Estados Unidos

Santa Fe Opera 2: Captains of Industry

Jesse Simon
lunes, 14 de agosto de 2023
Alden, Der Fliegende Holländer © 2023 by Curtis Brown/Santa Fe Opera Alden, Der Fliegende Holländer © 2023 by Curtis Brown/Santa Fe Opera
Santa Fe, lunes, 31 de julio de 2023. Santa Fe Opera. Wagner: Der Fliegende Holländer. David Alden, director. Nicholas Brownlee (Holländer), Elza van den Heever (Senta), Richard Trey Smagur (Erik), Morris Robinson (Daland), Gretchen Krupp (Mary), and Bille Bruley (Steuermann). Choir and Orchestra of the Santa Fe Opera. Thomas Guggeis, conductor
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On a good night at the Santa Fe Opera the elements will conspire to add a little something extra to the performance, some well-timed lightning flashes, or a roll of thunder to underscore an ominous pause in the score. On this particular evening the vigorous breezes from a distant storm lent a certain authenticity to the chorus of buffeted sailors that opens Wagner’s Der Fliegende Holländer; such elemental intrusions, however, were decidedly less impressive than the taut dramatic sweep of Thomas Guggeis’ musical direction or the sustained intensity of the central vocal performances, either of which, on their own, would have been enough to guarantee a memorable evening.

Der Fliegende Holländer may be one of the world’s great sea-faring operas, but the staging of David Alden dispensed quietly with the maritime setting, situating the action instead within a stylised milieu of early-twentieth-century industrial capitalism. The sailors in the first scene were kept busy in an attempt to secure a giant cog – presumably part of some larger machine – while the chorus of spinners at the beginning of the second act were transformed into factory workers dressed in goggles and protective plastic coats; the spinning wheels of their song were the valves attached to a series of giant pipes. The Dutchman himself was presented as an old-school captain of industry, a suited man at a large desk of dark, polished wood, waited on by superannuated functionaries in suits and hats of spider webs and dust; his ship was a forbidding construction of shipping containers, and his cargo of treasure lay hidden in stacks of cardboard boxes that looked more suited to paperwork than gems.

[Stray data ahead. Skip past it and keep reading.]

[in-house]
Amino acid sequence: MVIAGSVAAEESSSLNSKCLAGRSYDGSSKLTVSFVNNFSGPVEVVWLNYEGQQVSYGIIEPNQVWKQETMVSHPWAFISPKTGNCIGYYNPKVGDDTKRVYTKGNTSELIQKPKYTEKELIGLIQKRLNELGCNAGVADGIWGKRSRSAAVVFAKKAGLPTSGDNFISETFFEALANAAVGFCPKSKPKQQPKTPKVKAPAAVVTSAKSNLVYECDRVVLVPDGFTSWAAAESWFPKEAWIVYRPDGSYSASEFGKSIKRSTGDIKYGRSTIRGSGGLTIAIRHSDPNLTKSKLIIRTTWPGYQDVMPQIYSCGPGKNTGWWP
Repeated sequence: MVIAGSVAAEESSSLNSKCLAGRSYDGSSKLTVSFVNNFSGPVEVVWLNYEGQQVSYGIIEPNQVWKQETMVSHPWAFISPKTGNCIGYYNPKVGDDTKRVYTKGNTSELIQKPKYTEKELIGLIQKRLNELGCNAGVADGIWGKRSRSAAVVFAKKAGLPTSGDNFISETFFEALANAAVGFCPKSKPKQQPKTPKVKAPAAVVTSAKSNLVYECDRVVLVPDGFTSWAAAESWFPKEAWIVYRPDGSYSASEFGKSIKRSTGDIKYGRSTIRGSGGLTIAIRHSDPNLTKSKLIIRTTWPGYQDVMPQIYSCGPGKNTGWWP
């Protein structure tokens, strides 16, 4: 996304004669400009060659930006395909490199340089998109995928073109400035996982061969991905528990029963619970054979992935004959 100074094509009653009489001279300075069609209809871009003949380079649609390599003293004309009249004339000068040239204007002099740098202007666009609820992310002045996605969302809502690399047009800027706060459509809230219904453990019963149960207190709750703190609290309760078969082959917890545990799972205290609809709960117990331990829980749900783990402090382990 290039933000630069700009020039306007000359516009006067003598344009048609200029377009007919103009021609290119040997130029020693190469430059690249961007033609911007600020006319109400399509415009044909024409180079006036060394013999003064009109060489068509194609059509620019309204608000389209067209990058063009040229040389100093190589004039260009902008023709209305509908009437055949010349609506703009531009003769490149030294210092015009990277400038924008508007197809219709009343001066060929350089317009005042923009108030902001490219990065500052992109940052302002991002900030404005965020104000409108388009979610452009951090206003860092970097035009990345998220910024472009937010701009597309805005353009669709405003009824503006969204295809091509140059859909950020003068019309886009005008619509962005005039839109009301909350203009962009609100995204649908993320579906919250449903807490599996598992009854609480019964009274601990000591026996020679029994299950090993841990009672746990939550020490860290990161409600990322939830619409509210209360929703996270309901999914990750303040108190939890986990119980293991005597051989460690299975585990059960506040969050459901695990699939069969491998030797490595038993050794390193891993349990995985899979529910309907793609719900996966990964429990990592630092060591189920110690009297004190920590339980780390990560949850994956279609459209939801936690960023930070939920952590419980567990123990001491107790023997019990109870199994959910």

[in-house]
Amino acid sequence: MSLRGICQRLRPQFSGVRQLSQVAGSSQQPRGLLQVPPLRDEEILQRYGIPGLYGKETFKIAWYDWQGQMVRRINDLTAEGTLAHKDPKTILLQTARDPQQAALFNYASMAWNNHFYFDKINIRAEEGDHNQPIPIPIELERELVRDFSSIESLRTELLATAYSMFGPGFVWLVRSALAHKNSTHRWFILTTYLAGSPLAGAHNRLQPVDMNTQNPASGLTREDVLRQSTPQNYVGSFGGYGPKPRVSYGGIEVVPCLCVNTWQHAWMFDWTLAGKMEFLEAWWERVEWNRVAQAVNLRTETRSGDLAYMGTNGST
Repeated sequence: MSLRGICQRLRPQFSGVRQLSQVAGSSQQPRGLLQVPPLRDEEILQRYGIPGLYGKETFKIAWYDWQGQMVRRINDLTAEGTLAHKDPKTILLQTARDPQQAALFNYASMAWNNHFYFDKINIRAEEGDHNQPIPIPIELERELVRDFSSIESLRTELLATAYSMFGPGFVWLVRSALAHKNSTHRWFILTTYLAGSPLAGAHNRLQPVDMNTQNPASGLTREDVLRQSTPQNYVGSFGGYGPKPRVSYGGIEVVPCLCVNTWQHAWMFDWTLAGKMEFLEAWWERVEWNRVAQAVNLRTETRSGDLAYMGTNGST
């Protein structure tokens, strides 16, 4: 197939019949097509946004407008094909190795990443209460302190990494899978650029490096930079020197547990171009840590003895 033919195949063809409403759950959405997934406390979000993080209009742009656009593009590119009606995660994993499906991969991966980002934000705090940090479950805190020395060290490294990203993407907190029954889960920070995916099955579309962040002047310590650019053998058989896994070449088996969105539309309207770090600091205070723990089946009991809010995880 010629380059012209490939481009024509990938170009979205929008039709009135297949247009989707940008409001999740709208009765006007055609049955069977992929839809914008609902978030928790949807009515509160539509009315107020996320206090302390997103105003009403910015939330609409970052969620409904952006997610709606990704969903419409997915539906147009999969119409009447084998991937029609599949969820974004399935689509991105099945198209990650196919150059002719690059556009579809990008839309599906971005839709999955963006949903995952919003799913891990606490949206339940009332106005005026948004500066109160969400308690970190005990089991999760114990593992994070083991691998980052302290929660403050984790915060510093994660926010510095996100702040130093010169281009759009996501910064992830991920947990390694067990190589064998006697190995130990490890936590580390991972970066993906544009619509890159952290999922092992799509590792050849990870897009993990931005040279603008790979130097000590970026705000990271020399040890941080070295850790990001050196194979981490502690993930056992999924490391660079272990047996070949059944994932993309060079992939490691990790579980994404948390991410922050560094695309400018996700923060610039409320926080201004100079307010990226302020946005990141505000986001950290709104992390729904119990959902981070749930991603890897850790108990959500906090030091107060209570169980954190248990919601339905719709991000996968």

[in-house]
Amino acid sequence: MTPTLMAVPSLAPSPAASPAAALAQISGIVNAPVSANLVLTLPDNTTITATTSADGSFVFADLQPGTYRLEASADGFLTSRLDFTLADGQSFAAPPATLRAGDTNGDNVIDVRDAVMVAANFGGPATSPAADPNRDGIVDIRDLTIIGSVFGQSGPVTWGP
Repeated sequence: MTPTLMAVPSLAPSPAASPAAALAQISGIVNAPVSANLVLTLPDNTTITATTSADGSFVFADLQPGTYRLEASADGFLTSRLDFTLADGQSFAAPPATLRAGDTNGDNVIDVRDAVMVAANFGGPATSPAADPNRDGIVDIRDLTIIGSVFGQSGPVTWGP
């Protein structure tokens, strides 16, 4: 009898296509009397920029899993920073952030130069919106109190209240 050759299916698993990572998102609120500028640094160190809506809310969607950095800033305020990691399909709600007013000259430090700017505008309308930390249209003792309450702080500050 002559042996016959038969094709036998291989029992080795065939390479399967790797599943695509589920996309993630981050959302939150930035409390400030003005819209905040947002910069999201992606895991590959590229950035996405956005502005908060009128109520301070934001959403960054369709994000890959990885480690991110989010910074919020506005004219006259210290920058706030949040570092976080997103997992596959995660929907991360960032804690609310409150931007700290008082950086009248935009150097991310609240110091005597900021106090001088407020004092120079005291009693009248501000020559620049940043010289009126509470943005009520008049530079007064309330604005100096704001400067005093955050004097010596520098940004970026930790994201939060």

The revised setting, although visually engaging, did little to suggest any greater argument; certainly no one familiar with the opera would have come away with the kind of unexpected new insights that drastic recontextualizations can sometimes bring. Nor, however, did the staging seem overly restricted by its own concept. The series of encounters that drive the plot – Daland and the Dutchman, Erik and Senta, Senta and the Dutchman – succeeded through a simplicity of action that allowed the story to emerge through the strength of the vocal performances, while the choral scenes that open each act, especially the synchronised dance of the factory workers in the spinning chorus, had an infectious dynamism that kept them lively and engaging.

Wagner: Der Fliegende Holländer. Thomas Guggeis, conductor. David Alden, director. Santa Fe Opera, July 2023. © 2023 by Curtis Brown for the Santa Fe Opera.Wagner: Der Fliegende Holländer. Thomas Guggeis, conductor. David Alden, director. Santa Fe Opera, July 2023. © 2023 by Curtis Brown for the Santa Fe Opera.